The image above is an installation view of Samara Golden and Davida Nemeroff‘s current exhibition at Various Small Fires, a gallery located in Los Angeles. Originally, the show was called “Midnight Cowboy,” after the 1969 film. We previewed the show in our current issue of Modern Painters. So suffice it to say that we were surprised–and amused–to learn that the duo had later renamed their exhibition “Modern Painters,” as a nod to the magazine itself. As the press materials make clear: ‘ “Modern Painters” forms itself by talking about itself.’ How exactly did we end up being unwittingly conscripted into the exhibition-making process?
A lot of this has to do with the nature of previewing art exhibitions in print, which leaves editors in the unique position of querying artists about work that, in many cases, hasn’t even been made yet. (We first emailed Various Small Fires about this show in mid-June; it opened on September 9.) An initial draft of the piece, written by Alex Allenchy, focused on earlier collaborative video works, specifically Howardina D’Ville Visits Samara Golden’s Studio, 2009. But when Various Small Fires sent images to accompany the piece, they were from a video project entitled Midnight Cowboy, which was not mentioned in the first draft. What followed was a stream of email correspondence (and one phone call) between MP and Samara Golden, trying to figure out exactly what would be contained within the September exhibition. Golden talked a lot about the working within the “sixth dimension”–and about how Midnight Cowboy was shot entirely “into mirrors, or mirror shards.”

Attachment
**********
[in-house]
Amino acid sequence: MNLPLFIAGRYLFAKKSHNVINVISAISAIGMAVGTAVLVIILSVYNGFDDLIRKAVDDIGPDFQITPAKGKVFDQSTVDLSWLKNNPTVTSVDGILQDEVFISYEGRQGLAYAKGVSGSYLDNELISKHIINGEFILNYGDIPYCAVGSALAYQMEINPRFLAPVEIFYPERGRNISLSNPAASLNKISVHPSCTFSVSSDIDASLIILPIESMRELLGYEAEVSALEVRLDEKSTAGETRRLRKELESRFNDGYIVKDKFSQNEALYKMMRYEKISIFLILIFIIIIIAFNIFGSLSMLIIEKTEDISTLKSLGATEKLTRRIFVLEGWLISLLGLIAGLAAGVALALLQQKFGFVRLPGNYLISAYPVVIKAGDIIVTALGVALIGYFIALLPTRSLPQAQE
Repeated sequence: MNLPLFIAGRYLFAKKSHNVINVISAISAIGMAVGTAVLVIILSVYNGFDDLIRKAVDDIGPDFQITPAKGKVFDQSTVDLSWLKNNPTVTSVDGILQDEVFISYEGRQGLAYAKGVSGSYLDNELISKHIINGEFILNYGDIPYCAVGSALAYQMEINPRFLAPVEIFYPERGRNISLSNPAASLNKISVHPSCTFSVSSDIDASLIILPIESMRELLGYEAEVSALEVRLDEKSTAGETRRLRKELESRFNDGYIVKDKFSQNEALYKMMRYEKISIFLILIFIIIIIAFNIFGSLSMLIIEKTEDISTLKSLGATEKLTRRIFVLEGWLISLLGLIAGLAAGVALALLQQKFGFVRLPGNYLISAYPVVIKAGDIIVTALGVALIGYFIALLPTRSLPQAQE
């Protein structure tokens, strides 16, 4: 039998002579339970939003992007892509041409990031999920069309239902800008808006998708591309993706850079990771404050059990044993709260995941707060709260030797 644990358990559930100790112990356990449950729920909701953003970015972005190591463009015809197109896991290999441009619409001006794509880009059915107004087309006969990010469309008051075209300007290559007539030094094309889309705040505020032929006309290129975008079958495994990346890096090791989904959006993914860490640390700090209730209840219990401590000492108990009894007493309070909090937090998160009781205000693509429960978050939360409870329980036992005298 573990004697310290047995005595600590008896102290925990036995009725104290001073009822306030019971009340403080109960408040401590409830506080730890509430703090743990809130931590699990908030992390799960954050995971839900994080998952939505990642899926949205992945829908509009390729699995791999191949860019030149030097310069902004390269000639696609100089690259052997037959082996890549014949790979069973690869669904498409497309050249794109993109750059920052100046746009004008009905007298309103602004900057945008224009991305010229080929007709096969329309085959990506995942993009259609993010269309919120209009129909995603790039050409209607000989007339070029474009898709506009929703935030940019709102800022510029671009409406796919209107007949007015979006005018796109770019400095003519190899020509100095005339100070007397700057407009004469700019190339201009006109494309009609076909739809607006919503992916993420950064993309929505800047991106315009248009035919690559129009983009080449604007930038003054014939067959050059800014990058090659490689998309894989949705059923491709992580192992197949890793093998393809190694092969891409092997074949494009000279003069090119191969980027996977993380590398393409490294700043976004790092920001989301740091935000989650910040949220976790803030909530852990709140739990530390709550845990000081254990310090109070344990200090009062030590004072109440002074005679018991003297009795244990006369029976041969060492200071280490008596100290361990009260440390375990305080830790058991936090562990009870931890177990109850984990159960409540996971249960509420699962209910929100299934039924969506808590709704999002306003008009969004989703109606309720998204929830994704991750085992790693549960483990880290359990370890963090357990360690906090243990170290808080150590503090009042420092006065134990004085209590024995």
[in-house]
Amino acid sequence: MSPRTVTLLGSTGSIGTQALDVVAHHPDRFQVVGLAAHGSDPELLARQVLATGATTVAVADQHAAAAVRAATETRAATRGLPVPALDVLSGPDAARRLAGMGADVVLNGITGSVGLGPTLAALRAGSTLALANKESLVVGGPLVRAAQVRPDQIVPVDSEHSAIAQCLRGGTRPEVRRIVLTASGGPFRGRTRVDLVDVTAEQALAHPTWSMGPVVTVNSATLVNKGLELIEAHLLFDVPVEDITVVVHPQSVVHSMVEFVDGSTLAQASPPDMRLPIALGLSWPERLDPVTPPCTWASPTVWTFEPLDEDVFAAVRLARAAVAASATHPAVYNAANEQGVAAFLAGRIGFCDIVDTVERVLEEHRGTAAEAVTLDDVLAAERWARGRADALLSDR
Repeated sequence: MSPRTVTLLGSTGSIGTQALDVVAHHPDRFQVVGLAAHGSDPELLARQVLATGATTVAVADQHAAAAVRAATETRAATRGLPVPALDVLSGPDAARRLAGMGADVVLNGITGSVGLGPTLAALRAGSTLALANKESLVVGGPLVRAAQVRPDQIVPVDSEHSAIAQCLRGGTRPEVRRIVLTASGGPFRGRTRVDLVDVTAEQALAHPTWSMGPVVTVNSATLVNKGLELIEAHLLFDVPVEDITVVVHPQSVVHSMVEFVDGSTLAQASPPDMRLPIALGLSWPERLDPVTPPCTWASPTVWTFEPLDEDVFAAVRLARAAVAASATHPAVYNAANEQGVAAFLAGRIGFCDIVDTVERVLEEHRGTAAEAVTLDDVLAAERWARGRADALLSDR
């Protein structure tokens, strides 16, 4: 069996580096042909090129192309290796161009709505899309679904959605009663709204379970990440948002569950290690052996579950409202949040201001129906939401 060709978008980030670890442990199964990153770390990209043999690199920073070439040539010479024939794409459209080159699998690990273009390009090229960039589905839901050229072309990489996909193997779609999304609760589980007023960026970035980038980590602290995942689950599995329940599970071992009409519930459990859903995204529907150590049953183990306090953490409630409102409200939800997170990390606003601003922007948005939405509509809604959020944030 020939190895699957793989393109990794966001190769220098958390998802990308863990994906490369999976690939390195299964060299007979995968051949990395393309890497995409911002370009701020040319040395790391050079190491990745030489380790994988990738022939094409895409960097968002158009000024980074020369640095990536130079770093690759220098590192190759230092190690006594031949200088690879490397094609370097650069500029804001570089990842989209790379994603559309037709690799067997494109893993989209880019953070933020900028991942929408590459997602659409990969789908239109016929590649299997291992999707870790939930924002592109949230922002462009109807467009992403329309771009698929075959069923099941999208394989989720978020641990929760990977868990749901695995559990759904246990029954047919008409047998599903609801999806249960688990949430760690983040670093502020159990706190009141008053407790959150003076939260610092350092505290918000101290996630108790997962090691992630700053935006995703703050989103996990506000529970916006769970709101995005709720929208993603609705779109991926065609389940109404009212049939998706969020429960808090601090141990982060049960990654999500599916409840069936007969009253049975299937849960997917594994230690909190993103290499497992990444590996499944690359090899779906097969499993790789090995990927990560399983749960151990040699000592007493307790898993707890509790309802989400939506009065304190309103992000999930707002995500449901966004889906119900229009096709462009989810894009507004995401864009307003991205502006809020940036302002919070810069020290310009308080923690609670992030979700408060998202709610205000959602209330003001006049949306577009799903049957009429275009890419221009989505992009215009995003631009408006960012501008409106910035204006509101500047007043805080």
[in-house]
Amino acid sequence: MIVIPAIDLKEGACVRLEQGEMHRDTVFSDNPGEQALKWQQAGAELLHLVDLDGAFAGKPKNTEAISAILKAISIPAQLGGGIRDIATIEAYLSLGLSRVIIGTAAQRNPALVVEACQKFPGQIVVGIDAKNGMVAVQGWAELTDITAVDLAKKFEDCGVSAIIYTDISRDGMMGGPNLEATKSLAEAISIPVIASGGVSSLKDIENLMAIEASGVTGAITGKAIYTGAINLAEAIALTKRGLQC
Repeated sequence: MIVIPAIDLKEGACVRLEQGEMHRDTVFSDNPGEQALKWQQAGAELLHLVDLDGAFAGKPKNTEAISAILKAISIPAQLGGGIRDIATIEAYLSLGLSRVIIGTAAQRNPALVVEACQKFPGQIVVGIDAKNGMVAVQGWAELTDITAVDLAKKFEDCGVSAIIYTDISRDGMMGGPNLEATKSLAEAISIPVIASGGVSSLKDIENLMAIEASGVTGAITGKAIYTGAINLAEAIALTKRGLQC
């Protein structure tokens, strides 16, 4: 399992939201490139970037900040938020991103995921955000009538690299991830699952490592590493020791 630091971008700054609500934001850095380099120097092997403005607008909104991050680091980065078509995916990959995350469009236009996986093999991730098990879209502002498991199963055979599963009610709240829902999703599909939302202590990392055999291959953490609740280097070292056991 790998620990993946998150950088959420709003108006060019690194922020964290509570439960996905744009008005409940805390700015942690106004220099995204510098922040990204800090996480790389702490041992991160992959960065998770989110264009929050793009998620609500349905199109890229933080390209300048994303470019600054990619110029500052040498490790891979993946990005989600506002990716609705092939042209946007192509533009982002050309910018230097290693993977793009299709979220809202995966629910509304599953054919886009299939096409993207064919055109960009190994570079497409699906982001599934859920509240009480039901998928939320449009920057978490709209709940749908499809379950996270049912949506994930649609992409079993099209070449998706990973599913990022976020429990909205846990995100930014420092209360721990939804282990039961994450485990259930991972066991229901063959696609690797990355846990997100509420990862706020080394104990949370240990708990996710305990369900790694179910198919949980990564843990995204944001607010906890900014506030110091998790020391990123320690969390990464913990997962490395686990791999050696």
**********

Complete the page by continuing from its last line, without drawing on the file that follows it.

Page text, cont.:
At some point in time the artists decided to incorporate the process of previewing the exhibition into the exhibition itself. As relayed by Art in America: “Though a rough concept was in place, very little had yet materialized. Nevertheless, the publication assiduously pursued the two artists for details and explanations, tracking down Golden while she visited New York in June. Golden and Nemeroff soon after began working with a built-in audience for ‘Modern Painters’ [through Sept. 30], a nod to the publication’s presence in the early stages of their co-production. The exhibition’s title points to the ways in which the media increasingly enfolds itself into artistic processes.” (“Tracking down” has a nice dramatic edge, and makes us sound a bit like spies, when in reality all we did was call the artist’s cell phone number, which she’d given us.)
In any case, kudos to Golden and Nemeroff for “enfolding” us in this slippery game (and thanks for the free publicity!) Perhaps we smell a trend–the recent Mark Flood exhibition at Zach Feuer Gallery, for instance, included a wall of press clippings about Mark Flood and…the recent Mark Flood exhibition at Zach Feuer Gallery. May journalists and artists forever live at peace, even if we occasionally feel compelled to pursue them assiduously, in pursuit of details about artworks that, thus far, only exist as brain doodles or napkin sketches. And who are we kidding? We all know that contemporary artists wait until two weeks before an exhibition opening to create their work, which they make, while extremely drunk and high, in a single marathon session. This is especially true for artists who live in California.